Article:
Major Third Minnesota, commanding Regiment. were getting short of ammunition. I immediately reported the fact to Colonel Andrews,
ST. PAUL “PIONEER" ACCOUNT. who ordered me to withdraw gradually from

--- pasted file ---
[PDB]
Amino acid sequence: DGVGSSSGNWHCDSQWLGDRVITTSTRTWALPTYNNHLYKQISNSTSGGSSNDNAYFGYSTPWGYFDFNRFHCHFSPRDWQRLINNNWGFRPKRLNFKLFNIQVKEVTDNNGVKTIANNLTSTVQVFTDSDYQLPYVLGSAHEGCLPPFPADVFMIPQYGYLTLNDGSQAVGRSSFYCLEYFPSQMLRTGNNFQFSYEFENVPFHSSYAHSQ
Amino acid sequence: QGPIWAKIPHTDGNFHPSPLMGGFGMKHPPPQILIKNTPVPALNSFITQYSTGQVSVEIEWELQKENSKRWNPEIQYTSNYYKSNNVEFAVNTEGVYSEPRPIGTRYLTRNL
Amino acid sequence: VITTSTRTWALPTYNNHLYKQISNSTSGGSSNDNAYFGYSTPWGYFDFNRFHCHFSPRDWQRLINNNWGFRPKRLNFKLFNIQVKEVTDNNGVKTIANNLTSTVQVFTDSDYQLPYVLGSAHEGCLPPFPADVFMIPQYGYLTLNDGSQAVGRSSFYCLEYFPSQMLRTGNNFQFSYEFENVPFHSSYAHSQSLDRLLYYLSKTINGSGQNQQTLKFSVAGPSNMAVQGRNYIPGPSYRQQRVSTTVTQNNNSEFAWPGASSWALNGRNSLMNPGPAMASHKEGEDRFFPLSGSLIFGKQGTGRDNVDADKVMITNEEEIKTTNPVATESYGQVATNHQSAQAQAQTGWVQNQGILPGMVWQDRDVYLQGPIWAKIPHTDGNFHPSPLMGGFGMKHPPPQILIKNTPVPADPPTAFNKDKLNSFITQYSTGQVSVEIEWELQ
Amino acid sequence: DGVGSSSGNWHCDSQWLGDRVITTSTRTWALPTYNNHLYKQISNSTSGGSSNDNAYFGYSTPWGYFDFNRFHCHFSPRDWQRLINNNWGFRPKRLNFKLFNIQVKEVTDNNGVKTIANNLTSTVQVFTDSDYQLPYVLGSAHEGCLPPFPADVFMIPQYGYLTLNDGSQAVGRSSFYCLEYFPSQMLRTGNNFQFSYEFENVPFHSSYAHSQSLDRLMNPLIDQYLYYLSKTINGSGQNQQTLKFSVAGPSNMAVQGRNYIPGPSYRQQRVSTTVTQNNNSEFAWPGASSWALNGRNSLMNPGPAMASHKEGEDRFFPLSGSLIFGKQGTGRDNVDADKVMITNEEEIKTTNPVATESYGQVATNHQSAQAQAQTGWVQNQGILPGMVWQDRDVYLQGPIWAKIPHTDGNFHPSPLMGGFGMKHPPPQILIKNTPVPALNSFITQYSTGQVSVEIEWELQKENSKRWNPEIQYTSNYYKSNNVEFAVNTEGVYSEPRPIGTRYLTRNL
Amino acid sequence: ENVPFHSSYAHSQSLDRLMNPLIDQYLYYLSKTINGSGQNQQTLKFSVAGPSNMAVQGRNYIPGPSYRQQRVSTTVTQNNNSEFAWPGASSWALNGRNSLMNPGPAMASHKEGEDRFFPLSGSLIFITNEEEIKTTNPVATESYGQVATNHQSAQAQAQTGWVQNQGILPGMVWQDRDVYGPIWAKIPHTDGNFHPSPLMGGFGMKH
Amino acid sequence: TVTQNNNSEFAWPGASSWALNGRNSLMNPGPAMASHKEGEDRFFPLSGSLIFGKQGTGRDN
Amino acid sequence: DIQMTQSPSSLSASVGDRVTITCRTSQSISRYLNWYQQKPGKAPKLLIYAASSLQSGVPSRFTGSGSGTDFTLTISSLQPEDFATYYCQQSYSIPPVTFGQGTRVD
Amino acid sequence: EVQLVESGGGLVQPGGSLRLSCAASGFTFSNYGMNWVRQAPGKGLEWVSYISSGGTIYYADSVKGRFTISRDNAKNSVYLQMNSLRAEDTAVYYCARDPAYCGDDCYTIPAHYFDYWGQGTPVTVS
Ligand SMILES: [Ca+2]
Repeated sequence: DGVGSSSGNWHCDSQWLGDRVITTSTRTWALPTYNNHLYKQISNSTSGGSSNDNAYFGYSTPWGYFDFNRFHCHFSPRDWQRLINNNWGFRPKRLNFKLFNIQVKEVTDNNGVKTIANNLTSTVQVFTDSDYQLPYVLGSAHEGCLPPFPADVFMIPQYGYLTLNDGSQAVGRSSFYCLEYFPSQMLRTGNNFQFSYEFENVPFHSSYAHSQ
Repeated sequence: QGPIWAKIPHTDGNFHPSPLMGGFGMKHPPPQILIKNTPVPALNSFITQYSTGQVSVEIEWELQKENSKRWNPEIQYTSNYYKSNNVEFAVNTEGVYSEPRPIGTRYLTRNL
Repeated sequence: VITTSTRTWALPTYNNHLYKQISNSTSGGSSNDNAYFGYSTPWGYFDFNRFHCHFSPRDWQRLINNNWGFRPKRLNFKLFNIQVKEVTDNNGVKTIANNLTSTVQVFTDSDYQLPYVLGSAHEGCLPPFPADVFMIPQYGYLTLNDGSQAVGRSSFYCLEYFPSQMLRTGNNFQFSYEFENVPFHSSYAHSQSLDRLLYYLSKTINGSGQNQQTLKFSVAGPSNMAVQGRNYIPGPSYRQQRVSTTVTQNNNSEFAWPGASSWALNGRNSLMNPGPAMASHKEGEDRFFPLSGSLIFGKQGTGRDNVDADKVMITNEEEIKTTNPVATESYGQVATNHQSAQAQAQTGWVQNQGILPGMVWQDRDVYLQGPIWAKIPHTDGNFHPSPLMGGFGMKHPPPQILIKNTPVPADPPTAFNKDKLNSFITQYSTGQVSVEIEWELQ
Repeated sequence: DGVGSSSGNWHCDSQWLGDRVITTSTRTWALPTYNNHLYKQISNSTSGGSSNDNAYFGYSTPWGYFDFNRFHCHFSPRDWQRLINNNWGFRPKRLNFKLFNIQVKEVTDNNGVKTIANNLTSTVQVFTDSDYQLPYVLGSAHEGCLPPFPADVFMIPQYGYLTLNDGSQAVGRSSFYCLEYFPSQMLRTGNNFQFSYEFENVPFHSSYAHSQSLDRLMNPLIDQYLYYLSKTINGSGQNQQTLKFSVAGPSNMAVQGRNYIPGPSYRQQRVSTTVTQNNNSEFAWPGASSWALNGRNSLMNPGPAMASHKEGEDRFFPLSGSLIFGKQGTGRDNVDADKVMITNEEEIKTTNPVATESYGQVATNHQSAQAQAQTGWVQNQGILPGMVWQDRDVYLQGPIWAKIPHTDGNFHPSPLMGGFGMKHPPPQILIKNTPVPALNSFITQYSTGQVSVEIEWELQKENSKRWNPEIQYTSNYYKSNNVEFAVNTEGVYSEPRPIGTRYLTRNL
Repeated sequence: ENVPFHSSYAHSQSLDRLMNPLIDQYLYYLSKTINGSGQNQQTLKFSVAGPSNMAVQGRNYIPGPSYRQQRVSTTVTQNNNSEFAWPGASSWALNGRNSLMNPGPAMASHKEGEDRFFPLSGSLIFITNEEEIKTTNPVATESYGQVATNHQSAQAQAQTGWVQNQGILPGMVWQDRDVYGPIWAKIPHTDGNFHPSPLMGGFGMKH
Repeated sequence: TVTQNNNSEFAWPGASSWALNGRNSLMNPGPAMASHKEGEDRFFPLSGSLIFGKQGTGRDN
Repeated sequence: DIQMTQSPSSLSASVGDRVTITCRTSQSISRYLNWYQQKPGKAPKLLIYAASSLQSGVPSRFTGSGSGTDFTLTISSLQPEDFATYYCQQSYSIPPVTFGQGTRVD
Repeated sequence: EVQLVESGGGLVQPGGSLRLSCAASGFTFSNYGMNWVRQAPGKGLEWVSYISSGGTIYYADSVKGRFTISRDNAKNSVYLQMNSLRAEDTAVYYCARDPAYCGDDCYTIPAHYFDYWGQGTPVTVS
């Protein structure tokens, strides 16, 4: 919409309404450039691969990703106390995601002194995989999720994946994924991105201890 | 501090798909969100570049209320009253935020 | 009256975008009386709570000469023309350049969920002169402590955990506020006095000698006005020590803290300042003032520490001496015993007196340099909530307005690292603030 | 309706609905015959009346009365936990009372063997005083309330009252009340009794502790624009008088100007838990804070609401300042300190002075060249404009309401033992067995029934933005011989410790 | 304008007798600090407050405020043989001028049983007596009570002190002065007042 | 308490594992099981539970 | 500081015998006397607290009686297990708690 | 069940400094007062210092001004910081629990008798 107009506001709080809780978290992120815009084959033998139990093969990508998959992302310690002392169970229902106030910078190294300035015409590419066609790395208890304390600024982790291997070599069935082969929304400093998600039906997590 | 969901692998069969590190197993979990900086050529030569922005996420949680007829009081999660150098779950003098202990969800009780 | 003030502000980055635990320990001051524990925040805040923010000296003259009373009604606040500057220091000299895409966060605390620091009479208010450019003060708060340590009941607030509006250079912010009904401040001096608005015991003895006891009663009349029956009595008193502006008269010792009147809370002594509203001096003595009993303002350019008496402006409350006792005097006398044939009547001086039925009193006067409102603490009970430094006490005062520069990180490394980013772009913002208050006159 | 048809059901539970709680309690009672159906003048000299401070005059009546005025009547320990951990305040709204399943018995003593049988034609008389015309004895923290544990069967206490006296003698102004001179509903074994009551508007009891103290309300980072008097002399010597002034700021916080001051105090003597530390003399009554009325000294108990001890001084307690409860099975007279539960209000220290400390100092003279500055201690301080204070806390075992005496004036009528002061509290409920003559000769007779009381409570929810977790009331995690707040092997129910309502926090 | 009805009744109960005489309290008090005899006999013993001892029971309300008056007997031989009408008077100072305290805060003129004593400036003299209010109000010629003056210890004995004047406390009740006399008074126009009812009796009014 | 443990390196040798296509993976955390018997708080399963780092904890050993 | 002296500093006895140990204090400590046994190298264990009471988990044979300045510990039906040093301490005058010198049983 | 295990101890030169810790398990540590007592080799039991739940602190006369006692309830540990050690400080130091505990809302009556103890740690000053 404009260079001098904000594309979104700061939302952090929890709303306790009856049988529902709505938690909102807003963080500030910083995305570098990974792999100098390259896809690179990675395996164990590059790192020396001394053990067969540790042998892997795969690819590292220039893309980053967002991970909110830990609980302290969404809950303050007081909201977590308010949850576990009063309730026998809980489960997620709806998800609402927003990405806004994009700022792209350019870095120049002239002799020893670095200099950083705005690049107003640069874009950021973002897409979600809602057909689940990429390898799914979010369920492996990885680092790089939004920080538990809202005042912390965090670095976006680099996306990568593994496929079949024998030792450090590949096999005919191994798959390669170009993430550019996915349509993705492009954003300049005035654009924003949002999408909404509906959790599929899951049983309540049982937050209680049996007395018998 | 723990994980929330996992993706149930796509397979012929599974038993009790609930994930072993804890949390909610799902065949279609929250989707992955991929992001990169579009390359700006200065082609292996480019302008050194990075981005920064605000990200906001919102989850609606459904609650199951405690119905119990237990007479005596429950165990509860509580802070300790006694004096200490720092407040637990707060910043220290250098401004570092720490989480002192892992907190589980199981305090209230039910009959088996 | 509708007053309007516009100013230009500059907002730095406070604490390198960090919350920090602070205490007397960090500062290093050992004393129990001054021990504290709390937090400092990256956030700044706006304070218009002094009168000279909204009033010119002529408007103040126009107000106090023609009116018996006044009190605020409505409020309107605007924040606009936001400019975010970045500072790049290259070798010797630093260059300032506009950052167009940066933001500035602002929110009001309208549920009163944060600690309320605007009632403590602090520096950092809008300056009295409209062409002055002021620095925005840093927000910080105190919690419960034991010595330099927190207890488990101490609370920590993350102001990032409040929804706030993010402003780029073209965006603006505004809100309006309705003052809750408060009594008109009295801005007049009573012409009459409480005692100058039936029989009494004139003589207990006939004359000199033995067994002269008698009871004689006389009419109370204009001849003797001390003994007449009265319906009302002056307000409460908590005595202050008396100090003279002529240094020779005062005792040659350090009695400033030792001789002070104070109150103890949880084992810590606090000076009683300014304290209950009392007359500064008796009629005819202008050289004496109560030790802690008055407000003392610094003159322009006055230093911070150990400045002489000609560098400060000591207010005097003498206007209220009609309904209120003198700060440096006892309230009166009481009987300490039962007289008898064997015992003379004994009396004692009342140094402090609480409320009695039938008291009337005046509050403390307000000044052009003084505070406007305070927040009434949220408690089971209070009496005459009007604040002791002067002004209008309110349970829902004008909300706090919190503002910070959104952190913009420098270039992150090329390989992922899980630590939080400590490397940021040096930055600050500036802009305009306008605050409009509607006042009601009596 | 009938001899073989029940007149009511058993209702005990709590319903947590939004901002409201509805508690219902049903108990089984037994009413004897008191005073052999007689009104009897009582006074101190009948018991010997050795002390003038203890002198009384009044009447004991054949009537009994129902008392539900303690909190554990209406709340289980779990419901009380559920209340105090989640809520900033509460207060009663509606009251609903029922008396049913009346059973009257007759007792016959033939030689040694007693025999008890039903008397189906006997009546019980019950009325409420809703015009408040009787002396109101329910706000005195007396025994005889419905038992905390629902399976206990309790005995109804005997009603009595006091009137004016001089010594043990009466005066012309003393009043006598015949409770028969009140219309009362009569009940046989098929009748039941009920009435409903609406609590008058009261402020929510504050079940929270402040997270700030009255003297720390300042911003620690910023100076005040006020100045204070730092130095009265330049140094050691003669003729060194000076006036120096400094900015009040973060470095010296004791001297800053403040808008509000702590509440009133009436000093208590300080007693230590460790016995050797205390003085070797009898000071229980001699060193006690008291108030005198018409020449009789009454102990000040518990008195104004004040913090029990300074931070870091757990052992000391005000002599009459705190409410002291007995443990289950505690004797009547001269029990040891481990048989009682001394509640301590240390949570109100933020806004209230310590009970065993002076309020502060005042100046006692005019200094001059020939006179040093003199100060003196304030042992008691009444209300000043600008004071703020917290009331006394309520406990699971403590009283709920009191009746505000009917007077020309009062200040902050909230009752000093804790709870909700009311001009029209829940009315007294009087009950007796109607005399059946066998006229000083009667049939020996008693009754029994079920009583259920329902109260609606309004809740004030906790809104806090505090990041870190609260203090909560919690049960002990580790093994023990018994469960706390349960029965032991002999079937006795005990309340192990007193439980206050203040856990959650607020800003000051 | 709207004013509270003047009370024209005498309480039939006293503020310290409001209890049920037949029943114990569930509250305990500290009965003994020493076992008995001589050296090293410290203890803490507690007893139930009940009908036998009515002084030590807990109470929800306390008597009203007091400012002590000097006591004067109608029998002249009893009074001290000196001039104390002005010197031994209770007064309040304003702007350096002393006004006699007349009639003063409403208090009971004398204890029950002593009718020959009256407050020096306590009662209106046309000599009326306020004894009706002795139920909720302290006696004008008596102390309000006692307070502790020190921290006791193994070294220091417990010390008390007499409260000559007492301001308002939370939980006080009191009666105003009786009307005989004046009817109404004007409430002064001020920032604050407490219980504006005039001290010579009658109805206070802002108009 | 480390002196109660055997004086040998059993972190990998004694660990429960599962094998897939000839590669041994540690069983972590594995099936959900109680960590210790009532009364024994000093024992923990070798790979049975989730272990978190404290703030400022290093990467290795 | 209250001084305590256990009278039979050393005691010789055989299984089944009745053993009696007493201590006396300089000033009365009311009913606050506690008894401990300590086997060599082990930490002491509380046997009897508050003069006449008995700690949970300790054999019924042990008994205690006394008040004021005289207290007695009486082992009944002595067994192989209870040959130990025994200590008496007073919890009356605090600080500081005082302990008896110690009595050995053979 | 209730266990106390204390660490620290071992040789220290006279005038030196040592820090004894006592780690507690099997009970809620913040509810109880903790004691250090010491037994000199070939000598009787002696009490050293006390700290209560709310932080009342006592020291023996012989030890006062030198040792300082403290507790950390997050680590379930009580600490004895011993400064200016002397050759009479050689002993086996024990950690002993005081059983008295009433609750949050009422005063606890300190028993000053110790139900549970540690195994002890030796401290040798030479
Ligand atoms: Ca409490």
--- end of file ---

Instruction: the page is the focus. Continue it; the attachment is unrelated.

St. Paul, April 16. the timber and occupy some farm-buildings up. In conversation with Captain Devereux, of the the road toward Augusta, and protect the cross- Third regiment, who has just returned from Liting of Cypress Swamp, about half a mile further tle Rock, Arkansas, we were favored with the on, which was successfully accomplished; the following particulars of the recent fight at Fitzcavalry passed through the swamp, the infantry hugh's Woods, near Augusta, in North-Eastern following. We then formed on the opposite side, | Arkansas. and marched to Augusta, six miles, without fur- On Wednesday, the thirtieth ultimo, the Third ther molestation, bringing some thirty prisoners, regiment was on duty at Little Rock, in Arkan. sas. At five P.m. it received orders from Colonel whence we checked the rebel advance. After an (now General) Andrews, commanding the post, hour and a half of continual firing on both sides, to be prepared to march in one hour. At half- our lines were moved forward, and the rebels past six o'clock, the regiment was marched to the driven to the original position of their attack, railroad dépôt, and conveyed by the cars to Du- After about fifteen minutes, the rebels were disval's Bluff. At four A.M., the expedition, consist- mounted, and charged upon us, yelling and ing of six companies of the Third, numbering whooping. We were unable to check their adone hundred and sixty men, under Major E. W. vance until we had fallen back to the line at the Foster, and forty of the Eighth Missouri cavalry, fence. We held this line until about half-past under Captain Estes-the whole under command four o'clock, the enemy ceasing their fire at about of General Andrews-was embarked at Duval's four o'clock and retiring, protected by rough Bluff on the steamer Dove, and proceeded up ground and the trees, annoyed by prompt fire White River, convoyed by gunboat No. Twenty- from our line at every exposure. five, of the Mosquito Fleet. At Gregory's Land. The fight lasted about four hours, on ground ing, sixty-five miles from the Bluff, the expedi- of McRae's own choosing, and three desperate tion was landed at eight P.m., and marched into attacks from superior numbers had been repuls. the interior, a distance of four or five miles, in ed, our men behaving nobly. Twice the rebels the direction where the noted rebel General Mc-charged upon our lines, in line, mounted. The Rae was supposed to be encamped. His camp- third time they dismounted, and advanced under ing-ground was found, and it was learned from cover of trees and with the advantage of ground. inhabitants of the neighborhood that McRae, with The enemy, at the close, showed no stomach for a considerable force, had left that camp on the further fight, and was, in the opinion of our men, Monday previous, and gone in the direction of badly hurt. His first intention seems to have Augusta, near which place they supposed him been, under the impression that his force was then to be. The command was immediately re- large enough to capture us, to cut off our line of turned to the boat, and proceeded up the river retreat to the river. to Augusta, reaching that place at about daylight Finding that the rebels intended no further of Friday morning. A picket-guard was at once attack, General Andrews returned with his composted around the town, and a patrol sent through mand to the river, without hindrance or gaining it, which latter arrested and brought to the boat sight again of their forces. Near the battle-field, a number of citizens, that information might be about five miles from Augusta, the column had obtained from them as to the whereabouts of to make its way on the road through a swamp, McRae and his command. The citizens, however, where the muddy water overflowed it from one knew, or pretended to know, little or nothing to three feet deep, and where the enemy, with about McRae. General Andrews, acting on the his knowledge of the country, might, if his fightprevious information, resolved to leave the boats ing disposition had remained good, have attacked at Augusta, and march into the country; and General Andrews in a bad position for concerted did so march the command a distance of twelve defence. or thirteen miles. It was remarked as a singular The loss of General Andrews's force in this acfact that the citizens along the line of our march, tion was seven killed, sixteen wounded, and four as at Augusta, all professed to know nothing of missing. Total casualties, twenty-seven. The McRae or his whereabouts, though the command loss of the enemy, as near as could be ascertainsoon after learned positively that he was in the ed, was upward of one hundred in killed and immediate neighborhood. Having gained no re-wounded, of whom a number were known to be liable information whatever, the General ordered officers. Our force, having no ambulances or a return to the boats, intending to proceed from wagons, left its dead on the field. Augusta further up the river, and make another. Among the incidents of this fight at Fitzhugh's landing and reconnoissance.